Organising a wine event at home is a fun way to share your love of the grape with friends and family. The beauty of tasting wine is that it can be done either in person or by video link, so you can easily gather your nearest and dearest for a celebration of your favourite vintages.
Before you launch into a wine event, however, there are a few things you’ll need to prepare. This section is dedicated to the ins and outs of organising a wine event at home.
Choosing a theme or topic for your home wine tasting
In order to steer your wine tasting effectively, it can be useful to follow a theme so that everyone stays on the same page. Dean, who regularly hosts tastings, believes that choosing a theme adds more fun and variety to a tasting event, and shares some ideas on how to choose a suitable one below:
• Compare similar grapes from different regions – taste a New Zealand Sauvignon Blanc alongside a Chilean or French Sauvignon; French Malbec vs Argentinian; or maybe a Pinot Gris vs Pinot Grigio. Grapes respond in very different ways according to the conditions in which they’re grown, and this becomes apparent when you compare the same grape that has been grown in two very different climates, in different soils or sometimes even on different sides of the same valley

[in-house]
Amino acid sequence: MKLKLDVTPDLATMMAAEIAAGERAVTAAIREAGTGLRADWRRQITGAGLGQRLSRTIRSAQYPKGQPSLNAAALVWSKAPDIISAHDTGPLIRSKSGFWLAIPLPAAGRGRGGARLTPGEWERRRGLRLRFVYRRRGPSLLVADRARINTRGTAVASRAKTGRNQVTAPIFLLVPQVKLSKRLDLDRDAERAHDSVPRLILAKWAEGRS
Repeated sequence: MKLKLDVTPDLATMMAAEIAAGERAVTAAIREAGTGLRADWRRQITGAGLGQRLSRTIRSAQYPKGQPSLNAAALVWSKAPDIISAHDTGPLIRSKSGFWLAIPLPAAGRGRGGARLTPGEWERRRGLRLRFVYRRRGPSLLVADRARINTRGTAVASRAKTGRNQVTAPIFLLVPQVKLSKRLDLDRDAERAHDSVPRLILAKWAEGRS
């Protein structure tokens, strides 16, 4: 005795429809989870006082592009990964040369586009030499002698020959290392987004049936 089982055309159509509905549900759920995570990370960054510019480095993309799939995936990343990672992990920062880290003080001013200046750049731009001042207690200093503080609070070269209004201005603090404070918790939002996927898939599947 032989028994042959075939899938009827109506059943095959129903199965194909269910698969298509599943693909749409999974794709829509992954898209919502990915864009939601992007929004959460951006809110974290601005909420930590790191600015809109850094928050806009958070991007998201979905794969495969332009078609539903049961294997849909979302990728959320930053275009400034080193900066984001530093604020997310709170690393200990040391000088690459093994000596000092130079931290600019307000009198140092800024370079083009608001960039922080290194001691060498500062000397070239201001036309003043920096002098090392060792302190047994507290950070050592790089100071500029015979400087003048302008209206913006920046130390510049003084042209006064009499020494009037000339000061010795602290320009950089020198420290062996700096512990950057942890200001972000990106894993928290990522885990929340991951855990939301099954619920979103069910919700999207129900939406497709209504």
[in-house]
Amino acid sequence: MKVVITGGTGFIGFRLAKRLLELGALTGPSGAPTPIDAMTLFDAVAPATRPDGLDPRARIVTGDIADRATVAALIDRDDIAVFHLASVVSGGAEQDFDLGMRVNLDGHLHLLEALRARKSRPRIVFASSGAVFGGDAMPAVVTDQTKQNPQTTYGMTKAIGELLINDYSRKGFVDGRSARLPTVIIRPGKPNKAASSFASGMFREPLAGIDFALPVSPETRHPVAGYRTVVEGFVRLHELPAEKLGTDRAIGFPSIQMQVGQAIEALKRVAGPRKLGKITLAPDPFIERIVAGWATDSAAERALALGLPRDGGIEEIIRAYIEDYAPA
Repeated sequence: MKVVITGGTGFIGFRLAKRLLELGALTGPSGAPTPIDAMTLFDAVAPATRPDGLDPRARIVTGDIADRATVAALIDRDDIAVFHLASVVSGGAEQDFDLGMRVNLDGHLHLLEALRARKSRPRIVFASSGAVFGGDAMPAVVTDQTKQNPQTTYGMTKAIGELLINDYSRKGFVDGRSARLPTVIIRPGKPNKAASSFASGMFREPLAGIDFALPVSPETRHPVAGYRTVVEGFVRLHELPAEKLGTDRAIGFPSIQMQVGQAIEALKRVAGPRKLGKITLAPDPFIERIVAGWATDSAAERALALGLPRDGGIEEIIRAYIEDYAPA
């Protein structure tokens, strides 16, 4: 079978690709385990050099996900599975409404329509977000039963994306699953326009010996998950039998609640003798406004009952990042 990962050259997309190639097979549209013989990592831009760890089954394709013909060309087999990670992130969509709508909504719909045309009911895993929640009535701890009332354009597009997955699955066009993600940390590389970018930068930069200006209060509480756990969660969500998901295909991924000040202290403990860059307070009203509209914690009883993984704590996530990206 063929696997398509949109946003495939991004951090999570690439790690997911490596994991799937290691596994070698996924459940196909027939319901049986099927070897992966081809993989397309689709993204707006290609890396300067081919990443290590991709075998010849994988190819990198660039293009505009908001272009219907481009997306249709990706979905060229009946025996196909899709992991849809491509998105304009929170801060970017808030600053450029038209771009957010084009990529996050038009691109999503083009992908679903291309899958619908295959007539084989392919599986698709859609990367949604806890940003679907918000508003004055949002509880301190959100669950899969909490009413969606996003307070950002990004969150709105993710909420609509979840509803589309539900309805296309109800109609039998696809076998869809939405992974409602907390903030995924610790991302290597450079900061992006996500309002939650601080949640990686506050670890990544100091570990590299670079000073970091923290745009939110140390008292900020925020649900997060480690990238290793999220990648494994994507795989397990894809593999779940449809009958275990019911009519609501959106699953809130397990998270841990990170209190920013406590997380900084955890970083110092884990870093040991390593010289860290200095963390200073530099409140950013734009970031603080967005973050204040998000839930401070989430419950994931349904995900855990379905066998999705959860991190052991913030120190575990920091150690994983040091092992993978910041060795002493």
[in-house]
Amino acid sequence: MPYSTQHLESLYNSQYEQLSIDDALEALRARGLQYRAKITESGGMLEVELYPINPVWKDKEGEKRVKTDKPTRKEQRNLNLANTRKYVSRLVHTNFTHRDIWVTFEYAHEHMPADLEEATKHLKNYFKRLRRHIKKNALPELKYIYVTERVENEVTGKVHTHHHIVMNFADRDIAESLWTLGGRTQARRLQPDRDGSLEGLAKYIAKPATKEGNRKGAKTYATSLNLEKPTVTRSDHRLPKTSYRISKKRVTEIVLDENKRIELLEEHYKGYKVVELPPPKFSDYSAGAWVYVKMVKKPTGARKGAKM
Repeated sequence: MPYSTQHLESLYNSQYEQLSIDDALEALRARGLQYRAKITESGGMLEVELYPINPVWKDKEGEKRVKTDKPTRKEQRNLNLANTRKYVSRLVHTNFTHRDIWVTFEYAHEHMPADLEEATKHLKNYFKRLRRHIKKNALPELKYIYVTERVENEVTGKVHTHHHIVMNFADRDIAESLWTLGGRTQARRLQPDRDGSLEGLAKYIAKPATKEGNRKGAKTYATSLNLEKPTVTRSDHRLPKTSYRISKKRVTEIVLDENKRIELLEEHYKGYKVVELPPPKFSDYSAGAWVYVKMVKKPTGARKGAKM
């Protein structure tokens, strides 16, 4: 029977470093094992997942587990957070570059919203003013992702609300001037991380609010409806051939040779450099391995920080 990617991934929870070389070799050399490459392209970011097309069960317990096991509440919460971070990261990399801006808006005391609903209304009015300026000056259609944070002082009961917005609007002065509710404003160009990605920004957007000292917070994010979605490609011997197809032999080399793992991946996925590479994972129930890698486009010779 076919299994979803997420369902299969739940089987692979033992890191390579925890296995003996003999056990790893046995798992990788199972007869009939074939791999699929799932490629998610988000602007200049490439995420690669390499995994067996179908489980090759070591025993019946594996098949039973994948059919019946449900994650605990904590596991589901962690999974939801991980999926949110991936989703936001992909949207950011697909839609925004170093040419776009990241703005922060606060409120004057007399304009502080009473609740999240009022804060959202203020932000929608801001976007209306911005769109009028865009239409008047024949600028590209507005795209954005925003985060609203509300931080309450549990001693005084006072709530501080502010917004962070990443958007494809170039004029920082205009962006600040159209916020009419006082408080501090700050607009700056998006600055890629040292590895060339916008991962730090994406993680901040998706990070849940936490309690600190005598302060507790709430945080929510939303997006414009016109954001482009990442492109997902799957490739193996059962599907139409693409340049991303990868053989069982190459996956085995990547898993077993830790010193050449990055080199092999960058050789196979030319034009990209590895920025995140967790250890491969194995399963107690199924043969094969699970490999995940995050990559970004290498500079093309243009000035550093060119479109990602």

• Challenge tasters with some less well-known grapes – try some wines you might not be aware of, something a little less well-known. Catarratto, Viognier, Macabeo, Torrontes or Furmint, for example. Wines from Portugal are always a good choice as they grow a wealth of indigenous grapes.
• Concentrate on a specific country or region – for the larger wine-producing countries, we recommended sticking to a region or a specific grape if it is grown all over that country. Argentinian Malbec is always a good one and easy to get a hold of, or maybe wines from Alsace in France. Try a session on Hungarian wines for something a bit different.
• Theme it around a specific future event – great barbecue wines, for example, in summer, or a selection of Christmas wines in Autumn.
• Try a blind tasting – challenge everyone coming to bring something along and try tasting blind, always great fun and it really doesn’t matter who gets what right.
Serving and preparing wine
How wine is served, both in terms of its temperature and glassware, can affect the overall tasting experience – so it pays to get it right. Here, Chris shares his essential top tips on serving and preparing wine for a tasting.